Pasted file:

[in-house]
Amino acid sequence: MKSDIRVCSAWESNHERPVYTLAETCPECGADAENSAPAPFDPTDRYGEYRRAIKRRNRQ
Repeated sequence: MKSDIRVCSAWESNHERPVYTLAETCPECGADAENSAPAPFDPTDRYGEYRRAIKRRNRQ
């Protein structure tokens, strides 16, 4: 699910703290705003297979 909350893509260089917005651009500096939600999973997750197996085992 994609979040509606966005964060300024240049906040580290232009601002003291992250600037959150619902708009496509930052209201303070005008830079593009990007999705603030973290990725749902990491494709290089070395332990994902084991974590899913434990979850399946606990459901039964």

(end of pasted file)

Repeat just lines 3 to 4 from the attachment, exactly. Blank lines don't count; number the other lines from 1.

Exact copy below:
Repeated sequence: MKSDIRVCSAWESNHERPVYTLAETCPECGADAENSAPAPFDPTDRYGEYRRAIKRRNRQ
């Protein structure tokens, strides 16, 4: 699910703290705003297979 909350893509260089917005651009500096939600999973997750197996085992 994609979040509606966005964060300024240049906040580290232009601002003291992250600037959150619902708009496509930052209201303070005008830079593009990007999705603030973290990725749902990491494709290089070395332990994902084991974590899913434990979850399946606990459901039964």